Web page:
At Gulf South climate festival, activists push for more action: ‘There is a role for everyone’
More than 500 people gathered in Baton Rouge on Saturday to have a party with a purpose: a first-ever Gulf Coast festival focusing on environmental justice in the region.
Attendees gathered at the Gulf Gathering for Climate Justice from Texas, Louisiana, Mississippi, Alabama, Florida and Puerto Rico.
The event was hosted by the Gulf South for a Green New Deal, a network of more than 300 organizations across the region with similar values and priorities aimed at advancing climate, racial and economic justice.
Attendees got to hear from fellow climate organizers including Rise St. James founder and Goldman Environmental Prize winner Sharon Lavigne, who spoke about her and her community’s mission to keep the Wanhua plastics plant and Formosa Plastics from developing in the parish.
Rise St. James is a faith-based organization based in St. James Parish that is fighting against the development of petrochemical plants in the area for the health, wellbeing and environment of its residents.
In her remarks, Lavigne summarized the work she has done locally and hopes to push others to do the same across the Gulf South.
“That is the essence of Rise St. James’ mission — to create a brighter future to inspire others. To rise above broken promises fostered by misinformation and corporate greed and to preserve the rich culture and tradition of our parish, our state and our region.” Lavigne said.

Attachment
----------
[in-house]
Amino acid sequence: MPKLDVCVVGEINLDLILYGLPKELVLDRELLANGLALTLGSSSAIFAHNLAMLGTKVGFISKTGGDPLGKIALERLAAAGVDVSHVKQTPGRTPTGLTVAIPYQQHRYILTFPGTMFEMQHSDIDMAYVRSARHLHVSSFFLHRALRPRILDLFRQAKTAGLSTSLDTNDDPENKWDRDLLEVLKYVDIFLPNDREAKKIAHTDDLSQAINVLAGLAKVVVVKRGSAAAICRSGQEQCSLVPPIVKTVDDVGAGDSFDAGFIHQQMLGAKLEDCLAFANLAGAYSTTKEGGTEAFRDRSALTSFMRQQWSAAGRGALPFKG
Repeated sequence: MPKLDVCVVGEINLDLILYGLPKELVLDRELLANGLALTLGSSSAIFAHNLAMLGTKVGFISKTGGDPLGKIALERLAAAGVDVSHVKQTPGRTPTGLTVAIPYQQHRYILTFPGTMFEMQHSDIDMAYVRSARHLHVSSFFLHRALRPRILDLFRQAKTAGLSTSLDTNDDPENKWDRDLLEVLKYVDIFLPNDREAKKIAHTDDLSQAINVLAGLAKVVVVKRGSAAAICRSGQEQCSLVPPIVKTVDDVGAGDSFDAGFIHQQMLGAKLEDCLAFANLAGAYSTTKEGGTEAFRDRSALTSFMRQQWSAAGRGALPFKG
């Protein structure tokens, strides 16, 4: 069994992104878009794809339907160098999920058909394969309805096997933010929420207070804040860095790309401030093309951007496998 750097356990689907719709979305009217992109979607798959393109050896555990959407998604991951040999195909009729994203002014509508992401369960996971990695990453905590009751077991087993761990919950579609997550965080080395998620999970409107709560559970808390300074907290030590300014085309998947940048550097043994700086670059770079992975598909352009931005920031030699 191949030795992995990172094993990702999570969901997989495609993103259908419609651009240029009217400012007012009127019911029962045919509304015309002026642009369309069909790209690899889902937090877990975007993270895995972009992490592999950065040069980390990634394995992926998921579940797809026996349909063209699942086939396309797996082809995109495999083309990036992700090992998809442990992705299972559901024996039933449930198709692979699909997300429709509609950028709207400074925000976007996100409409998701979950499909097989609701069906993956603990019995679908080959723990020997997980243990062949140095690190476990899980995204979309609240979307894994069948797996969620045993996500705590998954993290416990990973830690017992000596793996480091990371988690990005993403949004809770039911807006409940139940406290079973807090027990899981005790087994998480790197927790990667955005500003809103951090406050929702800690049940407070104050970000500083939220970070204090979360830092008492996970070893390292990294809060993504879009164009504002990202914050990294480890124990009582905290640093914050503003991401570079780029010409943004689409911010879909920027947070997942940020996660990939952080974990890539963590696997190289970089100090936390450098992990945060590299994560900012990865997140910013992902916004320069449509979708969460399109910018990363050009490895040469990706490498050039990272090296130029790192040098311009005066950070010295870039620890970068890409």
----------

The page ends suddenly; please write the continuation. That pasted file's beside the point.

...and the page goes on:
For Healthy Gulf organizer Sage Michael Pellet, the event was an important time as an activist because it enabled attendees, who feel the impacts of climate change first hand, to find community and build relationships with one another.
“I enjoyed seeing people who do common work come together and celebrate with each other,” Pellet said. “It’s a moment for us to rejuvenate because there’s a lot more work to be done.”
The day was marked by dancing, music and food at Rhorer Plaza, and workshops focused on identifying strategies to curb climate change, building attendees’ skills in addressing environmental issues and forming connections to other groups and like-minded people. There were even brainstorming sessions on something particularly timely as the Gulf region heads into another hurricane season as residents still deal with post-Hurricane Ida rebuilding: a brainstorming session on community recovery after disasters strike.
Kids were able to attend the creative village, making Crud Buddies, repurposing local trash into art, eating snowballs and dancing to live music played by local artists throughout the day.
Organizers said they didn’t want to overwhelm attendees with only talks of the doom and gloom surrounding climate change, so they wrapped into it the food and fun one would find at any other Louisiana festival during festival season.
Michael Esealuka, Healthy Gulf organizer and event leadership member, reiterated that it’s important to have joy — whether that’s through eating, dancing, sharing culture or just talking to people — when working to protect the Gulf South.
“It doesn't have to be apocalyptic. It doesn't have to be scary. One of the strategies of the people that we are against is to convince us and teach us that movement work is tiring, that movement work feels depressing, that you have to be serious all the time,” Esealuka said. “There is a role for everyone here in the climate movement.”